Last summer's revelations of surveillance by government organizations such as the U.S. National Security Agency and the U.K. Government Communications Headquarters shined a light on the porousness of many consumer and business storage services. Users place considerable trust in cloud service providers to maintain the integrity and privacy of their assets, but it is hard to know if security is ensured:
- Hyperscale operators such as Google and Microsoft regularly receive requests from governments and courts for account information. According to Google's Transparency Report dated March 27, 2014, such inquiries are up 120 percent over the last four years, although the share of data divulged has declined slightly across the same period.
- A May 2014 study from the Ponemon Institute collected responses from more than 4,200 IT professionals and discovered that only 42 percent of them encrypted their data before putting it into the cloud. The rate for IaaS (26 percent) was much lower than that for software-as-a-service (39 percent). Overall, a growing percentage of enterprises were moving critical information to cloud environments.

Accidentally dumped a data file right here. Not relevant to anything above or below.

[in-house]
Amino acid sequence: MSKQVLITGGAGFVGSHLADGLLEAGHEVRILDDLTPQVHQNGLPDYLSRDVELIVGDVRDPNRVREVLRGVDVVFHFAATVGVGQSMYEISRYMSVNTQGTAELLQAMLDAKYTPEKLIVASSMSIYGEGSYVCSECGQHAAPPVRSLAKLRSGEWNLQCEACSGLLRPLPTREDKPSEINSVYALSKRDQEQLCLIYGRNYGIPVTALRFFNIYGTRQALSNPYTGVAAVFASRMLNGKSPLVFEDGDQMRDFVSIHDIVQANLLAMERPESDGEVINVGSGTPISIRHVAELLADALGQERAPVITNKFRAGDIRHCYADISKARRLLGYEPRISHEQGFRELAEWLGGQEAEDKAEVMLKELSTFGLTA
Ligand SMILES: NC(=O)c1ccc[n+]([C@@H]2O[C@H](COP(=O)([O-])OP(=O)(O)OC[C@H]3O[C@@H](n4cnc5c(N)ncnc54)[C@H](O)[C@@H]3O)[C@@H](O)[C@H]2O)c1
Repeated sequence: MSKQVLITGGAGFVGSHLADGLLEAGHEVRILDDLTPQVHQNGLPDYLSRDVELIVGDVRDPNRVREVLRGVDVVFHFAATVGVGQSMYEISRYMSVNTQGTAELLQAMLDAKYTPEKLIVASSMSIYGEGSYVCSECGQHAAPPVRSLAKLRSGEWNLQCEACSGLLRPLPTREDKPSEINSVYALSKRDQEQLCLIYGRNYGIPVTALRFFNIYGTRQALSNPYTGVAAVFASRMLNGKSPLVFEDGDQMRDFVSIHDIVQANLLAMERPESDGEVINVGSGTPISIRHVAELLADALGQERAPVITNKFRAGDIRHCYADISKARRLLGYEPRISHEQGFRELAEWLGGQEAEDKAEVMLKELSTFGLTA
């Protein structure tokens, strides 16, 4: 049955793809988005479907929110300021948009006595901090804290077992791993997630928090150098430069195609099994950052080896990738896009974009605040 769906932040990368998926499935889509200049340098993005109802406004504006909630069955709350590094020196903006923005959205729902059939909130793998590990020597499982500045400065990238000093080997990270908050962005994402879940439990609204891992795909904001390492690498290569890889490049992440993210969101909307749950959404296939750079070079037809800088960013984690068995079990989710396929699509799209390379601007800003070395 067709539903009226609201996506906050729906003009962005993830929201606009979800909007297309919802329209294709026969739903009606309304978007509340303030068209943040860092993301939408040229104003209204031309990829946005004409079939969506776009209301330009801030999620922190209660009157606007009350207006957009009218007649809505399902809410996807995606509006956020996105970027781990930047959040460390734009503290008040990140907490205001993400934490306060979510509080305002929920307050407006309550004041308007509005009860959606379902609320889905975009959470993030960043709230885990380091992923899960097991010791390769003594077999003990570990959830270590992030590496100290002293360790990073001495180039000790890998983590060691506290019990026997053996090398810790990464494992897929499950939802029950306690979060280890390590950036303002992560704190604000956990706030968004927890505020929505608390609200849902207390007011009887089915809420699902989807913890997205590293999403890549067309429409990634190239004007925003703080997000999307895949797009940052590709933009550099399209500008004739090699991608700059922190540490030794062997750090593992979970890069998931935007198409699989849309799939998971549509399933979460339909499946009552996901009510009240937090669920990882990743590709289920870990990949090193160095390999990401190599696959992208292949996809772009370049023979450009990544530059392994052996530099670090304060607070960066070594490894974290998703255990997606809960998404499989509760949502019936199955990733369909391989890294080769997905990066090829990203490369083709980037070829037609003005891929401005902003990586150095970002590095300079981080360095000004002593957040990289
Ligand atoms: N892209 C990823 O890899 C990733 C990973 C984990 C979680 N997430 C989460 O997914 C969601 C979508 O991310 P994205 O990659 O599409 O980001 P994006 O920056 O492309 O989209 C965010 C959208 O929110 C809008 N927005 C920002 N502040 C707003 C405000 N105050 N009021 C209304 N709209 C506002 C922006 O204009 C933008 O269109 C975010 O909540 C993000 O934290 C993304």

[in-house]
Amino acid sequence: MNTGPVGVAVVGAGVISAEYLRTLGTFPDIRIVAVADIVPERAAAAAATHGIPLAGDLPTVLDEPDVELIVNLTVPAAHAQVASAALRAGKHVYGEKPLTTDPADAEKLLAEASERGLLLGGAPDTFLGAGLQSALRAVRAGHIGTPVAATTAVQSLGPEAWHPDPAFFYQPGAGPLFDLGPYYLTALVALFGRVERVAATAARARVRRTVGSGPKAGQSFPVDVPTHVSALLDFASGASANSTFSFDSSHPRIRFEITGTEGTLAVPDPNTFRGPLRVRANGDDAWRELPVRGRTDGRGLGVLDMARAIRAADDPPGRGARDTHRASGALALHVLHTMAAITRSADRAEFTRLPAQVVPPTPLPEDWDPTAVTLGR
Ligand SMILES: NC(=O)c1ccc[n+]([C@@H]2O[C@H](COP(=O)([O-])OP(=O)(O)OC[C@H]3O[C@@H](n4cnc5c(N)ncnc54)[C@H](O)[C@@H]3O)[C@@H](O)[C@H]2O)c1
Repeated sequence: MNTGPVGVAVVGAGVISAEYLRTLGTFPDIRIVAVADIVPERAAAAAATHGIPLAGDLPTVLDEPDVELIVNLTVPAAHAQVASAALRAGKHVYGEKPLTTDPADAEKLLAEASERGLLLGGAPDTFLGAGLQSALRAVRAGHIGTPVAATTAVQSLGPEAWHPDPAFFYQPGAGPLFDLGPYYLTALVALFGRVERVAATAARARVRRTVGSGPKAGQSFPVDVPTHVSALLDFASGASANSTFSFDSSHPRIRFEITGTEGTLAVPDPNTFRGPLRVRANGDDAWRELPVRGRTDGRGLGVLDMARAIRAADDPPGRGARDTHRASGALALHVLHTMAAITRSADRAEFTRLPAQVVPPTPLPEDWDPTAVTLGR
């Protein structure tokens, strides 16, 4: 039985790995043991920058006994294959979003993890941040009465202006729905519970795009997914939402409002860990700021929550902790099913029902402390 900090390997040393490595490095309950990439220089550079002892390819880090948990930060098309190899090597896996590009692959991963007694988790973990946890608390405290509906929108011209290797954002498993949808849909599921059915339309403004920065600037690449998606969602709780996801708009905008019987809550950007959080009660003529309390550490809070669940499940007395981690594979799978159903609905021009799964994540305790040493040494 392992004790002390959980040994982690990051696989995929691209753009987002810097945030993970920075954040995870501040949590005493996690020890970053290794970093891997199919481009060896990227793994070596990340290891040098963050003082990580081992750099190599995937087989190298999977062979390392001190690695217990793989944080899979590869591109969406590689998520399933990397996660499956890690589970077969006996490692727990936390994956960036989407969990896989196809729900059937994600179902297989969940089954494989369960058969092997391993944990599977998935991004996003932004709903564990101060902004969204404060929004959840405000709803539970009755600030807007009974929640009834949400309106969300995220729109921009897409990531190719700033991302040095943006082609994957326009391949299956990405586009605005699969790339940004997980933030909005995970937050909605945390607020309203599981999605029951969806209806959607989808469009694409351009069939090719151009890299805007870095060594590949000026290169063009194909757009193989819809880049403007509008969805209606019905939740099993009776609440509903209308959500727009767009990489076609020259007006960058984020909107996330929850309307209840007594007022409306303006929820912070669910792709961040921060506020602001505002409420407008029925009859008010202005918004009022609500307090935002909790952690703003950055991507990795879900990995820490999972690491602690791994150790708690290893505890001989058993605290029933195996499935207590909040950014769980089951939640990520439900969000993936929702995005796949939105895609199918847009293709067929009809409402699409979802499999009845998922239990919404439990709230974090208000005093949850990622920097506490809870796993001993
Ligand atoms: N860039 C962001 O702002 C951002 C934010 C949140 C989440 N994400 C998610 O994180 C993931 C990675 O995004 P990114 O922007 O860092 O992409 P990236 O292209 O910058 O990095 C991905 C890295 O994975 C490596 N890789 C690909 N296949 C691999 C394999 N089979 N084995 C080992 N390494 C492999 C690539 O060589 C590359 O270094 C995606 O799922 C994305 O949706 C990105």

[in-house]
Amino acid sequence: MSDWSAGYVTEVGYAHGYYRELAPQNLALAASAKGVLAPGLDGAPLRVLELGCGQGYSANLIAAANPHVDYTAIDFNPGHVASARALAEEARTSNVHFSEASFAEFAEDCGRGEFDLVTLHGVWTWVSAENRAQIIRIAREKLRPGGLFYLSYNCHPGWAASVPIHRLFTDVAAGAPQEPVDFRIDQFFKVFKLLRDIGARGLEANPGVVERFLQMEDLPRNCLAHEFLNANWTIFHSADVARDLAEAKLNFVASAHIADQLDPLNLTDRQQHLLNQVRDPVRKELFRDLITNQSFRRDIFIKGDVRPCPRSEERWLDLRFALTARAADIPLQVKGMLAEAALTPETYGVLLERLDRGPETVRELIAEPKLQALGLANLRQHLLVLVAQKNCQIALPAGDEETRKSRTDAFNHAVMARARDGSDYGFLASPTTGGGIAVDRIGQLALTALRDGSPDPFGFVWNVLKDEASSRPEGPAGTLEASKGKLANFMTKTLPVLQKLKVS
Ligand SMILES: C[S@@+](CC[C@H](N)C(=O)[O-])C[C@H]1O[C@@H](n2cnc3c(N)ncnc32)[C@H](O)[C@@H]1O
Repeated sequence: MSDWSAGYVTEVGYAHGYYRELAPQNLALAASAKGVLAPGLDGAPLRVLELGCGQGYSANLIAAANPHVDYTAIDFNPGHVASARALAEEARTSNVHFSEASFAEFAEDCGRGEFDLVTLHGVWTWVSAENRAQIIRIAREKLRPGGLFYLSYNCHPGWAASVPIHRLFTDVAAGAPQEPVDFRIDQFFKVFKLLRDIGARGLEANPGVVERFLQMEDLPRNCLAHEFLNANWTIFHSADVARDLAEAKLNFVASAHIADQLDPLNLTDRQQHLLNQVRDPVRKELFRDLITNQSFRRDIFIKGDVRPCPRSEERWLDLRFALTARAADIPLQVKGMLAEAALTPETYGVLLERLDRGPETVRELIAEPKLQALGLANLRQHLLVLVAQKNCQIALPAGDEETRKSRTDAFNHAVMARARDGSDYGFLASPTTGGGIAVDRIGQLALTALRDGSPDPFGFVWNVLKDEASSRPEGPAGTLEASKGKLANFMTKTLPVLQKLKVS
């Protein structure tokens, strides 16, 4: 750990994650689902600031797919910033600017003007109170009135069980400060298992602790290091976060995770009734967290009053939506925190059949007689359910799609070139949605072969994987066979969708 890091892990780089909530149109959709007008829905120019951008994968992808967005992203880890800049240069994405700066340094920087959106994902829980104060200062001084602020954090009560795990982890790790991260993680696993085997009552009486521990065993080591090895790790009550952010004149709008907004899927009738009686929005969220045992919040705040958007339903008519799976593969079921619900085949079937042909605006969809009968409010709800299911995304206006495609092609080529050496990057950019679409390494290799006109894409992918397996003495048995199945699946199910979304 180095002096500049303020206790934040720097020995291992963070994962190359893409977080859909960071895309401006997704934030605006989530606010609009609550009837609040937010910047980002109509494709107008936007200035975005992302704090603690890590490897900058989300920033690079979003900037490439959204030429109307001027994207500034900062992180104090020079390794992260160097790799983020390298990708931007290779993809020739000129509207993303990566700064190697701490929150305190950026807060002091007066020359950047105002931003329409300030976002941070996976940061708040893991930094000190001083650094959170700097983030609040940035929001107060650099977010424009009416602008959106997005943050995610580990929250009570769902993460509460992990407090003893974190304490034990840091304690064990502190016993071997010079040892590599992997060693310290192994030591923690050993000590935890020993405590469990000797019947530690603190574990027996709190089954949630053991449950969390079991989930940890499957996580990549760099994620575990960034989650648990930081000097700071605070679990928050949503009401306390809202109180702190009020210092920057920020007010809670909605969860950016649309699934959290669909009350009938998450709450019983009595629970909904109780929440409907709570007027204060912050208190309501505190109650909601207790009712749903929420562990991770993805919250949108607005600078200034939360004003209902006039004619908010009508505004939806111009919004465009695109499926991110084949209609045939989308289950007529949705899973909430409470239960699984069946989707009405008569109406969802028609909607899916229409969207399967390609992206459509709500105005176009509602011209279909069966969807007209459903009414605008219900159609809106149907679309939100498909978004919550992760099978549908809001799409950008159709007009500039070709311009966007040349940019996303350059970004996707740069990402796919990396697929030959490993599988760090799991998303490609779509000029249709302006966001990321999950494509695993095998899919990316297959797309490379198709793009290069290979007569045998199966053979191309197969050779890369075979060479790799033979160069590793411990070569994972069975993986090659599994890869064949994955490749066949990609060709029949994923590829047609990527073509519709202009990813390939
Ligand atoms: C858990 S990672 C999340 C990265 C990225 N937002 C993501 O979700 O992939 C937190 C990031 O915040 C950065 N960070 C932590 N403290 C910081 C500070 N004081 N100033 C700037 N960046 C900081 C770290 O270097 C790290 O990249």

- To their credit, cloud service providers have been endeavoring to make storage more secure. In 2013, Google turned on encryption by default for its Cloud Storage platform. "Zero knowledge" (meaning that no one can read an asset except its original owner) solutions like Spideroak and Wuala that give customers exclusive access to cloud encryption keys have also emerged. Still, these services may rely on middlemen vendors to verify users, creating a potential opening for insiders to use faked credentials when end users try to retrieve their data via a Web portal.
Computer scientists at Johns Hopkins University recently analyzed some of these zero knowledge offerings, finding that while they are secure in principle and often in practice, there is the potential for unauthorized access. Granted, Spideroak and others have workarounds (like using a desktop client) that minimize or eliminate such risk, but enterprises still must be aware of what could happen if proper procedure isn't followed.